It is important to take a moment to reflect on what it is Smith is looking to accomplish overall in his argumentation. Smith’s general criticism of the modern scientistic ideology is that bad philosophy has been illegitimately united to good science. The flawed paradigms have lead to supposed discoveries of scientific paradoxes, but in truth, they are the result of erroneous philosophical interpretations of reality. Identifying these paradigms, the anti-myths, which lend credence to the contemporary mechanistic cataract by which modern man views the world is the first step toward resolving these “paradoxes.” Following their identification – the Newtonian, the Darwinian, and the Copernican – they must be stripped away from the legitimate scientific discoveries being made in the hard sciences so that they might be reinterpreted by the corrective traditions of the perennial metaphysical and ontological understanding of an organically united natural world. However, it is important to guard against what Smith is criticizing in this essay, which is, to refrain from throwing the scientific ‘baby’ out with the dirty metaphysical ‘bathwater.’ Smith is walking the tightrope between these two extreme positions, that of ideological scientism and metaphysical fundamentalism. To successfully walk this line, Smith unites scientific discovery to the ancient wisdom of the perennial philosophical traditions.

The Guenonian critique, then, can be expressed by two basic principles – ‘solidification’ and ‘dissolution.’ And if I am understanding Smith’s analysis, he would maintain that these two principles correlate to the Cartesian bifurcation of reality, the eradication of essences and substance from modern metaphysics, and the institutionalization of these philosophical dogmas within the ‘scientific’ worldview.[5]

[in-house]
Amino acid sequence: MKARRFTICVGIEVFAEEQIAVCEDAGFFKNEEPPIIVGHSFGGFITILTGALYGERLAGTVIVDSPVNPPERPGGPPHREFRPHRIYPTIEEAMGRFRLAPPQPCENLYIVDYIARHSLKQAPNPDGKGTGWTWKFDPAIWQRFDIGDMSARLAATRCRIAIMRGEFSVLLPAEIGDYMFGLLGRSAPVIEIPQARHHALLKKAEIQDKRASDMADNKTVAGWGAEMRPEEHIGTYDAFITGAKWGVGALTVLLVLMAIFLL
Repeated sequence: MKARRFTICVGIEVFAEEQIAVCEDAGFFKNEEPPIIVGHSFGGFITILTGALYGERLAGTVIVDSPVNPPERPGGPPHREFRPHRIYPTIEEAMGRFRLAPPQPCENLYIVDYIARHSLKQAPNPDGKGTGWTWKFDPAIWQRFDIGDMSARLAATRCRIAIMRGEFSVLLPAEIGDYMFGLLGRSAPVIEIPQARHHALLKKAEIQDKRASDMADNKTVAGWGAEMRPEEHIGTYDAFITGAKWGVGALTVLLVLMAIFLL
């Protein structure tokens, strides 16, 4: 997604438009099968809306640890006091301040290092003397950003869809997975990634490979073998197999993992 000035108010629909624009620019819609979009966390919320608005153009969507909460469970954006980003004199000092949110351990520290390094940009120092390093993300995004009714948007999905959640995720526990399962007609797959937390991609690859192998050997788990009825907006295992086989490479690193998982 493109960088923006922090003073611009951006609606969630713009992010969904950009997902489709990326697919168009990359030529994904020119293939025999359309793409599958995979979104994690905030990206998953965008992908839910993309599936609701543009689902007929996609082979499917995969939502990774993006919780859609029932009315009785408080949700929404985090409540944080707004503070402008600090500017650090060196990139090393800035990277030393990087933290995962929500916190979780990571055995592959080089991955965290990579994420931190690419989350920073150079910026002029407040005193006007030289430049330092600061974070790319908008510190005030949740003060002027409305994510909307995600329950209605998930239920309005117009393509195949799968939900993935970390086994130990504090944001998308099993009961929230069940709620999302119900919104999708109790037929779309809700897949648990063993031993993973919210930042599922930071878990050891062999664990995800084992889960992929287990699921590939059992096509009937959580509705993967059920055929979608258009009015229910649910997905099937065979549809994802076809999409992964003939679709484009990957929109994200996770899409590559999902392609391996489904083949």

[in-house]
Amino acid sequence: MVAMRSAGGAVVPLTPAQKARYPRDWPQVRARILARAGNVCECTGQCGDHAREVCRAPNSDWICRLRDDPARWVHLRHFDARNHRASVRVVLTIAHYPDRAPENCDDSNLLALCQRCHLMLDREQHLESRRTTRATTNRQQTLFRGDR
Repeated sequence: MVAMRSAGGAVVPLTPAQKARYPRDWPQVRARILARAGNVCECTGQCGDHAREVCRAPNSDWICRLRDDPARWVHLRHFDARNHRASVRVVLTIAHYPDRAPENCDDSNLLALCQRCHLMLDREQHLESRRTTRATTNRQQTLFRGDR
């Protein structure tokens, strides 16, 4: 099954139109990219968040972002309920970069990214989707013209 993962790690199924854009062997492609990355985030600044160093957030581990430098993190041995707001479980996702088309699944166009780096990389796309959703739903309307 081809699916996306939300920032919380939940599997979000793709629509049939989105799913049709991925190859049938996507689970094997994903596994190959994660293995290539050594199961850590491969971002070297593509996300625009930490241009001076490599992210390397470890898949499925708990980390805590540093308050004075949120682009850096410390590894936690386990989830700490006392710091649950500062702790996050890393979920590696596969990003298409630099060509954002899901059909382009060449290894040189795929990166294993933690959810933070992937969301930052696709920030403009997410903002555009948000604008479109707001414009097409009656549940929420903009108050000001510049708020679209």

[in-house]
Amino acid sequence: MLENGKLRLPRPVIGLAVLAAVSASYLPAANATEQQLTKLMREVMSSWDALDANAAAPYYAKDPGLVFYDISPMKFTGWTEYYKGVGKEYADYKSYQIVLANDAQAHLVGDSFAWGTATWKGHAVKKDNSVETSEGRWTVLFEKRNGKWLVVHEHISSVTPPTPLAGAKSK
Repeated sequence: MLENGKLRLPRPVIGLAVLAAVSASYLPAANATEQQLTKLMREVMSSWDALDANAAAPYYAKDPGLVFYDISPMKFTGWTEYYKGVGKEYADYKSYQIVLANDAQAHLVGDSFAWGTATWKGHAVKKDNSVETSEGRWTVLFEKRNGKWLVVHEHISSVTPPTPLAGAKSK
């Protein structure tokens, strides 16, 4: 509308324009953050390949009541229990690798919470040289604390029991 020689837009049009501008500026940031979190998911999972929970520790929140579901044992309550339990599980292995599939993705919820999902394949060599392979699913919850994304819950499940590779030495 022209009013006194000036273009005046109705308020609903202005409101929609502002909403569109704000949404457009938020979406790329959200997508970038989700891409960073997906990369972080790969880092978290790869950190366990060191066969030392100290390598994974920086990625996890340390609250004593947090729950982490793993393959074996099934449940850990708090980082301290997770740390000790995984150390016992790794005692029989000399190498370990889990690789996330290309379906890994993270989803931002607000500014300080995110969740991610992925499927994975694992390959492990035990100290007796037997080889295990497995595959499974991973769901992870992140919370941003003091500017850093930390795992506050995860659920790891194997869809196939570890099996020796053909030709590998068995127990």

Following the introductory analysis of the Guenonian critique, Smith proceeds to argue that the discoveries of quantum mechanics opens interesting pathways towards reconciling traditional metaphysics and ontology to these findings. In order to accomplish this, Smith argues that, “the very possibility of mathematical physics is based upon the fact that every corporeal object X is associated with a corresponding physical object SX, which in the final count reduces to an aggregate of quantum particles.”[6] This distinction is made so that it can be recognized that X and SX are not identical, and that they belong to differing ontological planes pertaining to reality.[7] Moreover, Smith identifies the rule that, “SX determines the quantitative properties of X; and this is the reason, of course, why there can be a mathematical physics.”[8] According to Smith, moving in this direction points toward accepting the fact that contemporary physics can only be appropriately discerned from a distinctly metaphysical point of view.[9] Admitting the need for a viable metaphysical and ontological interpretation of the quantum realm, and following a brief examination of the importance of measurement and probability, Smith says this,

“It turns out, quite unexpectedly, the physicist is catching a glimpse of materia, of the Aristotelian hyle. Not in itself – not as a ‘pure potency’ or a mere possibility – but as a weighted possibility: as a probability, to be exact. Whether he realizes it or not the quantum physicist is looking in – through a keyhole, as it were – at the mysteries of cosmogenesis: not in the bogus sense of big bang theory, but ontologically, in the here and now. By way of quantum theory he has entered upon an ontological domain ‘prior’ to the union of matter and form: onto a sub-existential plane which presumably has never before been accessed by man.[10]